Experts say more investment is needed in public health services and to develop improved means to monitor unexplained fevers and pneumonia in populations. That could include use of big data to assemble medical records, mobile phone data and flight patterns to predict how outbreaks will spread in order to intercept them.

Then there is China’s crackdown on trade in animals after the new coronavirus, Sars-CoV-2, was linked to a wet market selling wild animals as food in the city of Wuhan. The multibillion-dollar global wildlife trade also creates conditions for disease outbreaks.

Another development is the One Health initiative that brings together doctors and veterinarians in recognition of the links between humans, animals and the environment in epidemics. The initiative now includes hundreds of professionals after it gained traction in the mid-2000s amid the bird flu epidemic.

There is also rope covered in strawberry jam.

That was a trick used by a team of researchers working in the Bwindi Impenetrable Forest region in Uganda that included epidemiologist and wildlife veterinarian Tierra Smiley Evans, who used that rope to get baboons to give up their saliva samples easily. They loved it.

“They’d chew it like a piece of bubblegum, really work on it, and then they’d spit it out,” said Smiley Evans, a researcher at the University of California, Davis One Health Institute in the School of Veterinary Medicine.

Saliva from the spat-out rope and jam provided Smiley Evans and her team with samples to test for viruses, known or unknown, by analysing genetic similarities to known viral families.

That information can help researchers understand what viruses are lurking in specific animal populations, and the risk for humans who are living, hunting or raising livestock near these animals. The idea is not to force communities to change or abandon their lifestyle, which can be impractical or ineffective, she said.

“But we can get a lot smarter in how we monitor these high-risk places and how we make sure that, if there is a spillover event, we have invested in the training of those communities so that they can recognise it … and let the world know.”

Understanding the viruses in animals is just one battle strategy, experts stress. Knowing which viruses are actually jumping to humans and making them sick – by widely testing samples for antibodies or viral families – is a crucial early line of defence to prevent these viruses from going pandemic.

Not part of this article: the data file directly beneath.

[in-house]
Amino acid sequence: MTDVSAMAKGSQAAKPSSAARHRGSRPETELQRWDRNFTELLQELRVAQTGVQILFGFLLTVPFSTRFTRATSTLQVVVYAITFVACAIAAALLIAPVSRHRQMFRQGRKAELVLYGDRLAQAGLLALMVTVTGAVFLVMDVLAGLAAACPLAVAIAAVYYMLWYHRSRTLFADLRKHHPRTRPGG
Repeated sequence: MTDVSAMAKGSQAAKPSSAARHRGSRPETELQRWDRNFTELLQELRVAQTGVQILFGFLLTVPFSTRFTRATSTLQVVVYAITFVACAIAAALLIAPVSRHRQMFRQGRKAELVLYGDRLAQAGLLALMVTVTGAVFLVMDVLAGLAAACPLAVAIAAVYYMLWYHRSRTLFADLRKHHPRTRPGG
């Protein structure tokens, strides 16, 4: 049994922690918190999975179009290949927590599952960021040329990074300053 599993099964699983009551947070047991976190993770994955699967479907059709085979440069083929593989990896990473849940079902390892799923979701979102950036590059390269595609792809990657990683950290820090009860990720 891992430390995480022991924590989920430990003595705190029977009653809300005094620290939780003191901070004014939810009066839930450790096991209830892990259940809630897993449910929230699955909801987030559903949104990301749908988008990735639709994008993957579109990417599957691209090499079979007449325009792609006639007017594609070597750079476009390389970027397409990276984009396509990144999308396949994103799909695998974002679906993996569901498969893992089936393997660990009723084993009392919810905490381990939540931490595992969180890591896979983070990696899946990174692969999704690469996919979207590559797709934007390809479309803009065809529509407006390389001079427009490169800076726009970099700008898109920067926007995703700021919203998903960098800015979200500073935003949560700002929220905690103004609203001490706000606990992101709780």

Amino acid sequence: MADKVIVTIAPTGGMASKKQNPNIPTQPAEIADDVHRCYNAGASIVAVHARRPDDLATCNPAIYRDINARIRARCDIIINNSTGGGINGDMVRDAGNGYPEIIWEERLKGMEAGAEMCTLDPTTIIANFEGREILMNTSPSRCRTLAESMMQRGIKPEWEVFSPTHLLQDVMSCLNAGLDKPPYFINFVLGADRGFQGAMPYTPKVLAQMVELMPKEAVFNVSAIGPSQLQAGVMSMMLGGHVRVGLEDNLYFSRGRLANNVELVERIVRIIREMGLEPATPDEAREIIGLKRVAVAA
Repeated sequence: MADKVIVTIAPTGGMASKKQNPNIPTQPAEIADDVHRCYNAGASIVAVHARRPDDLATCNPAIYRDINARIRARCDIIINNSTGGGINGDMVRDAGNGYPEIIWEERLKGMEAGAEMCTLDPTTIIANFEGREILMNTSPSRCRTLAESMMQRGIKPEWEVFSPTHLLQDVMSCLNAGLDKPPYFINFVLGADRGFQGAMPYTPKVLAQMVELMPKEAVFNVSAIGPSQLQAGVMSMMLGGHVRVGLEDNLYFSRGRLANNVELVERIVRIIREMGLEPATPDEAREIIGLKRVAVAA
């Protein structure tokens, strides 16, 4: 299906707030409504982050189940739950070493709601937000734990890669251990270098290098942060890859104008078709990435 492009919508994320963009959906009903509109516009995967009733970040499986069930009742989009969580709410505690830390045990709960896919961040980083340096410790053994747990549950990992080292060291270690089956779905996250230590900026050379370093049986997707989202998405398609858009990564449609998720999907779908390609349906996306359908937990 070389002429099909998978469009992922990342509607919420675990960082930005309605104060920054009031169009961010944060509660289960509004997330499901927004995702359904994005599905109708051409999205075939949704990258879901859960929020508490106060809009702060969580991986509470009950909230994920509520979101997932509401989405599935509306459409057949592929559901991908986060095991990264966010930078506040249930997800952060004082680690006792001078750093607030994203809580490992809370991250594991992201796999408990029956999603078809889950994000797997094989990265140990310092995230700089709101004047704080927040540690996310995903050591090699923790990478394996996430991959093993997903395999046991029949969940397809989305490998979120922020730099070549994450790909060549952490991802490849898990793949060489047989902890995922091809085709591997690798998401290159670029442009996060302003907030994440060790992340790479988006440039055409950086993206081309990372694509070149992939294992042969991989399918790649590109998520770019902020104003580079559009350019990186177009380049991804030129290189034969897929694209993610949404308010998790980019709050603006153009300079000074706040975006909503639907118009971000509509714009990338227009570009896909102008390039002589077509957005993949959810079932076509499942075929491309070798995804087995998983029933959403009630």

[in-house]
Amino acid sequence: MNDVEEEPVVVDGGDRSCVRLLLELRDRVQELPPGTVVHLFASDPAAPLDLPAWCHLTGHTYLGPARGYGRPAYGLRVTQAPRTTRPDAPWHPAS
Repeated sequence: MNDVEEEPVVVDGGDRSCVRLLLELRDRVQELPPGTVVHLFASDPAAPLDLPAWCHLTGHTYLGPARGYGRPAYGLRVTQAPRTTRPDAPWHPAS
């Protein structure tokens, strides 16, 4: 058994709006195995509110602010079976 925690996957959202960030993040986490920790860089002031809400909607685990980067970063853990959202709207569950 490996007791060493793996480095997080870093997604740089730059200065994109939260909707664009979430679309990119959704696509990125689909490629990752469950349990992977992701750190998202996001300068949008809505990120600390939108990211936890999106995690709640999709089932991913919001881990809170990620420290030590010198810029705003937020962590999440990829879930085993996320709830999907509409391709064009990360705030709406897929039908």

“It very well could be the case that diseases similar to Covid-19 have been spilling over into humans for years, and because we don’t have very much in the way of the surveillance in our populations we didn’t catch it,” said Sam Scarpino, an assistant professor in the Network Science Institute at Northeastern University. “So I would put that at the top of the list.”

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Scarpino runs a lab on emerging epidemics that works with public health agencies to build models to predict outbreaks and their spread.

But pinpointing when a potentially pandemic pathogen will spill over from animals to humans is impossible, Scarpino said. Even identifying the greatest risk areas for known diseases is “incredibly challenging”, he said. Part of that is because of bias.

“We’ve myopically focused on parts of China and Southeast Asia with respect to disease emergence and we are missing whole parts of the world that have the same environmental signatures and risk factors,” Scarpino said.

As an example, he pointed to the spread of novel influenza from livestock to individuals in the central US “almost every summer”.

In other cases the virus just does the unexpected. Heat maps built from data on bird populations to predict avian flu completely missed the central Mexican swine-farming region where the 2009 H1N1 flu outbreak is thought to have emerged in pigs, another carrier.

In an ideal scenario, Scarpino and his team would be able to draw from information gathered from disease surveillance around the world and use data on risk factors such as environmentally disturbed areas, heavy agricultural areas and wildlife trade. But they do not have all that data.

In the future fight against outbreaks, gathering that information in one place would be “a huge step forward”, Scarpino said.

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“After this, I think there will be so much trauma that the world has experienced that we will be forever changed. I hope that one of those changes is sustained investment in surveillance.”

For veterinary epidemiologist Pfeiffer, building all means to prepare for and fight these epidemics is essential.

“The risk is absolutely growing … it could happen in 20 years or next year,” he said. “So far we can deal with them, they don’t kill enough of us. The next one could be the one that does.”

This is one in a series of articles that examine the early lessons learned from the Covid-19 pandemic. The first in the series can be found here.